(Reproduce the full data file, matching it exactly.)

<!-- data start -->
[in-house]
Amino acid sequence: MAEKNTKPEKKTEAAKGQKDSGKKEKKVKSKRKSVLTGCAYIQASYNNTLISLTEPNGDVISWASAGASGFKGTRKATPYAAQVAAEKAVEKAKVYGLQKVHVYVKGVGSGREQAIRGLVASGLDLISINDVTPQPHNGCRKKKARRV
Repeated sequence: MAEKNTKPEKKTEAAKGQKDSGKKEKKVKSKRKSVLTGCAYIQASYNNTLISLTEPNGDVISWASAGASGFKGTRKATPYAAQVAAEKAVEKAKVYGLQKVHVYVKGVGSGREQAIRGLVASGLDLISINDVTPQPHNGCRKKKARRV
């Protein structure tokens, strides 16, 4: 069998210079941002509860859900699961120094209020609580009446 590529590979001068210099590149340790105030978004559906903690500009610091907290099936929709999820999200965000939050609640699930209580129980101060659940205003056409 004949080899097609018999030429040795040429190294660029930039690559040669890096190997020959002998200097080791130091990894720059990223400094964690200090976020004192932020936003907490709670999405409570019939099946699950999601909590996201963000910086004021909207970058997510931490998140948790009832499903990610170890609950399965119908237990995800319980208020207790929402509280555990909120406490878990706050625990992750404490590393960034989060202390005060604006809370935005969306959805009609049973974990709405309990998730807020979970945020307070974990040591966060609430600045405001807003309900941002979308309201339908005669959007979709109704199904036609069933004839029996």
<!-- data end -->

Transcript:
[in-house]
Amino acid sequence: MAEKNTKPEKKTEAAKGQKDSGKKEKKVKSKRKSVLTGCAYIQASYNNTLISLTEPNGDVISWASAGASGFKGTRKATPYAAQVAAEKAVEKAKVYGLQKVHVYVKGVGSGREQAIRGLVASGLDLISINDVTPQPHNGCRKKKARRV
Repeated sequence: MAEKNTKPEKKTEAAKGQKDSGKKEKKVKSKRKSVLTGCAYIQASYNNTLISLTEPNGDVISWASAGASGFKGTRKATPYAAQVAAEKAVEKAKVYGLQKVHVYVKGVGSGREQAIRGLVASGLDLISINDVTPQPHNGCRKKKARRV
């Protein structure tokens, strides 16, 4: 069998210079941002509860859900699961120094209020609580009446 590529590979001068210099590149340790105030978004559906903690500009610091907290099936929709999820999200965000939050609640699930209580129980101060659940205003056409 004949080899097609018999030429040795040429190294660029930039690559040669890096190997020959002998200097080791130091990894720059990223400094964690200090976020004192932020936003907490709670999405409570019939099946699950999601909590996201963000910086004021909207970058997510931490998140948790009832499903990610170890609950399965119908237990995800319980208020207790929402509280555990909120406490878990706050625990992750404490590393960034989060202390005060604006809370935005969306959805009609049973974990709405309990998730807020979970945020307070974990040591966060609430600045405001807003309900941002979308309201339908005669959007979709109704199904036609069933004839029996």